Judicial authority through the experiences of crisis
Jindal Global Law Review
This article is concerned with law’s experiences and making sense of crisis. When we talk about law’s response to crisis, we refer to law not as an abstract set of rules but as an embodied and animated assemblage of relations and practices. This way, law needs to make sense of any crisis to respond to it. The article draws on cultural legal studies to explore the constitution of judicial authority in the context of a democracy in flux. The article relies on fieldwork data collected in the interviews conducted by the author with Lithuanian judges in 2019. Highest in more than two decades, public trust in the judiciary in 2018 indicated a remarkable achievement for Lithuania, a country whose judicial system had been in a state of flux since the end of the Soviet era. However, after an unprecedented and highly mediated judicial corruption scandal in 2019, the rates of public trust plummeted, uncovering complex dynamics between the image of courts, mass media, and the public. Against this backdrop, the article explores how judges make sense of crisis that develops on the intersections of provocative reality judging and formal judicial institutions. It shows how judicial authority is constituted in the conditions of crisis on the tension between law and culture. Emerging from a crisis of authority is the changing face of judging. A post-colonial vantage point and theatrical jurisprudence are used to respond to a development of a desire of power under a mask of rationality, objectivity, and universality. The article concludes by contemplating how this authority shapes our lifeworlds.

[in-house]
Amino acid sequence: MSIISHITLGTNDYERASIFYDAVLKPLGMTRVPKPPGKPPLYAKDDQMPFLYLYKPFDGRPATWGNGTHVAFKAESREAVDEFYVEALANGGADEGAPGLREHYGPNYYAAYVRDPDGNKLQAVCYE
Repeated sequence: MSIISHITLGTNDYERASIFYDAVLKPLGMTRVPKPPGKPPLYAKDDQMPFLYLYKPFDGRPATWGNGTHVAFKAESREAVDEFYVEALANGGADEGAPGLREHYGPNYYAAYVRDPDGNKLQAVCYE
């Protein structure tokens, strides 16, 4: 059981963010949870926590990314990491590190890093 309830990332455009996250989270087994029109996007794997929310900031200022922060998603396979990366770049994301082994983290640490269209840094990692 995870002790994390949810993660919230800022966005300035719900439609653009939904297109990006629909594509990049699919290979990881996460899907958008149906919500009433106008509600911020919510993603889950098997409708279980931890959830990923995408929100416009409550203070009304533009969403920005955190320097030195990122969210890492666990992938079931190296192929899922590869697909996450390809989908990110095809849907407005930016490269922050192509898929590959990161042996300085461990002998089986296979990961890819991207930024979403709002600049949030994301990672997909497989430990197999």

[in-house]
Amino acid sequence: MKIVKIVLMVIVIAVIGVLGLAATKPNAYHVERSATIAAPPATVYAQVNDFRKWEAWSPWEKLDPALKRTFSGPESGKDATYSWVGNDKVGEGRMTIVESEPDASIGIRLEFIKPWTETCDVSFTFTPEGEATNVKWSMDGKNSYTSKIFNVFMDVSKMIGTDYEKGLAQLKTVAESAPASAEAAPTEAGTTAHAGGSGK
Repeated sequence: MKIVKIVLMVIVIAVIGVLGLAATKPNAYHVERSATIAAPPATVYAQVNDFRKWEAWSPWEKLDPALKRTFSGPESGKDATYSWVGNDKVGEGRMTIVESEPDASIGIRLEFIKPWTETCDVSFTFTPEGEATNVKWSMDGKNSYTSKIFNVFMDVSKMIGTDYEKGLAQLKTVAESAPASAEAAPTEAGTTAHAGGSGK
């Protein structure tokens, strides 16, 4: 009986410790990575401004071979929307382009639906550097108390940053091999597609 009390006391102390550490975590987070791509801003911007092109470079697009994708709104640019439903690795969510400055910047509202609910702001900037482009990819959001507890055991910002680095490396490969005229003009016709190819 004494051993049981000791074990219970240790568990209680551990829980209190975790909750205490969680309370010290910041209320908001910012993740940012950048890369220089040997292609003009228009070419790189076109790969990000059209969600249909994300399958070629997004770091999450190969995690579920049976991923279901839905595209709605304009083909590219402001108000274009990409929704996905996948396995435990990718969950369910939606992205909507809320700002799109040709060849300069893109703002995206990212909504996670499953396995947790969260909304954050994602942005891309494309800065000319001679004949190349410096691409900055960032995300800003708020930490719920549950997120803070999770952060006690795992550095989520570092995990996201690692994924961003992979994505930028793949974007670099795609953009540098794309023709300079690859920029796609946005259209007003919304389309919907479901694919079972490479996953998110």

Open Access Status
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